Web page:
The New York Times calls the push-ups the "Ultimate fitness barometer." They are an exercise that involves all the major muscle groups in your body, including your core, legs, arms and chest. Flexions require little space and no additional weight and are a relatively easy way to postpone the effects of aging.
As we get older, we lose muscle. The "New York Times" says that people lose almost a third of their total strength between the ages of 20 and 70. Women have 20 percent less muscle than men in general, so that as women they age, diminish their resistance in a more magnified way. The muscular gains that strength training provides help build strength in the remaining muscles. So, although the muscle is still lost, the strength can be maintained. The ironing position is especially important, since it allows muscle memory to help us grab ourselves if we fall.
Number of push-ups
On average, women who are 40 years old should be able to do 16 traditional push-ups, according to the "New York Times". Military regulations require that a 40-year-old woman do 13 push-ups to pass the physical training test. The requirement is 17 push-ups for women and between 20 and 15 push-ups when women are in their 30s.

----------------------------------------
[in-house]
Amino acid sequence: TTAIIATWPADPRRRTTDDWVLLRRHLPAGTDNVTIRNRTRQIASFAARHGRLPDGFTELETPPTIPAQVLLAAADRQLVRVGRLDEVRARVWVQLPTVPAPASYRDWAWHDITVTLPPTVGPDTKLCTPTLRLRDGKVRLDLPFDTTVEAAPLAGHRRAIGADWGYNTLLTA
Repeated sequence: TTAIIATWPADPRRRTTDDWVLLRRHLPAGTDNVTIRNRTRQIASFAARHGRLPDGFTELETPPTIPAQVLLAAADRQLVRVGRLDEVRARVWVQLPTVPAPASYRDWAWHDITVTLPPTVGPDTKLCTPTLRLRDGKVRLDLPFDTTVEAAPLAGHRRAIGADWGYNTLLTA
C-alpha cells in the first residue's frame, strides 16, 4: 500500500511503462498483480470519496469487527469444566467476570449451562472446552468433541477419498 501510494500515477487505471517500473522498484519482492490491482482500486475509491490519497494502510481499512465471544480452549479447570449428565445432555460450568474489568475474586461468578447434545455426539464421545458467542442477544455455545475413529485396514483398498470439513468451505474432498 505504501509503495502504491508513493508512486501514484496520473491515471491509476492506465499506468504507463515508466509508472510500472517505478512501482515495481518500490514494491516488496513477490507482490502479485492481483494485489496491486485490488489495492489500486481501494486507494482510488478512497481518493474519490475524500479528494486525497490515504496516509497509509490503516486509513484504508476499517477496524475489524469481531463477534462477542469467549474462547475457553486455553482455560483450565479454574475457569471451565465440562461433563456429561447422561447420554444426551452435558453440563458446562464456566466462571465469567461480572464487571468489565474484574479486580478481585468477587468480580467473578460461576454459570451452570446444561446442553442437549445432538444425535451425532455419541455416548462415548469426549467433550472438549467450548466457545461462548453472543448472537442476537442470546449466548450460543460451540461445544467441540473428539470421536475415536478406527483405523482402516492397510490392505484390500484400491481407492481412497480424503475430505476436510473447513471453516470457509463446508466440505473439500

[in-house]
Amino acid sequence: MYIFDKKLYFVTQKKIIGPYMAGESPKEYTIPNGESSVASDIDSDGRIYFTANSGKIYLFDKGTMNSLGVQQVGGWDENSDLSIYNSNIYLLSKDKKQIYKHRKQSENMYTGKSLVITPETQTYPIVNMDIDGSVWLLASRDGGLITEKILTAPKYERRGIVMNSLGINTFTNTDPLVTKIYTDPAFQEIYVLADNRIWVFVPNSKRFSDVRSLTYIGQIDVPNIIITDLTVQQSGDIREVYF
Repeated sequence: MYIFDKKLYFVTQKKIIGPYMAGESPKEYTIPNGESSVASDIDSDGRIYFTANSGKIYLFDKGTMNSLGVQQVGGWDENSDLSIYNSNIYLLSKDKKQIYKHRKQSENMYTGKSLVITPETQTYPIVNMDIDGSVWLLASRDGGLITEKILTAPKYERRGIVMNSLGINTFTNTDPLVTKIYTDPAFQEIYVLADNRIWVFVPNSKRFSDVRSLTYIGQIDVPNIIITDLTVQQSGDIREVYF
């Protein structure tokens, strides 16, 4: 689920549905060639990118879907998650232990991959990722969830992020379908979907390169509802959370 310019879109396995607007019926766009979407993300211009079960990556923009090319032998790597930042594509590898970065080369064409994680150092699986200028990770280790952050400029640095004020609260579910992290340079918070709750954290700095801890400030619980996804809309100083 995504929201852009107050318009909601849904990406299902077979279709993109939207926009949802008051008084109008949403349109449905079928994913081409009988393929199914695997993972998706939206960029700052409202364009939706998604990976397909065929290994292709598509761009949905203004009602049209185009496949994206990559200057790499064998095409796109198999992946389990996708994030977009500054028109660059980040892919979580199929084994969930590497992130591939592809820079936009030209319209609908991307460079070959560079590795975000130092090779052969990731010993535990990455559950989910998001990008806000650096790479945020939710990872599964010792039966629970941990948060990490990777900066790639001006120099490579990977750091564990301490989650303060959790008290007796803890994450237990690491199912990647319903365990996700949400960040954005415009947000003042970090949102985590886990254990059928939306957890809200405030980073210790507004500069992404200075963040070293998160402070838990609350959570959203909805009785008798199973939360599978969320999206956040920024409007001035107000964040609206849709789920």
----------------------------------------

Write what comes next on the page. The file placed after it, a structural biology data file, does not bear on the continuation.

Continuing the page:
To do a traditional flexion, start by kneeling. Bring your hands to the floor, shoulder width apart. Press down on your hands and bring your legs back, supporting yourself with your fingers. Center your weight, flattening your back until it is parallel to the floor. Slowly lower until your elbows are at a 90 degree angle. Push back slowly and return to the starting position. Keep your back straight throughout the movement.
Find out how many push-ups you can do right now. Start training with half that number. Therefore if you can currently do four push-ups, start with two. Perform two push-ups four times, resting 60 seconds between each set. So, for the fifth series, do as many as you can. Rest one day and then repeat the training, adding an additional flex. Rest one day and repeat again, adding another. If you are training Monday, Wednesday, Friday, we start with two on Monday, three on Wednesday and four on Friday. Each new week, multiply your initial number by the number of weeks you have been training. If you started with two, the second week would start with four and the third week with six.
You are not alone if you can not bend in the traditional position.Start training at a counter (counter) and work in the traditional position. Standing, place your hands on the counter and move your feet outward so that you are tilted at a 45 degree angle. Lower yourself gently, bending the elbows until the arms form a right angle. Push up. After gaining a little strength, move to a step and perform the same movement. Finally, step on the ground.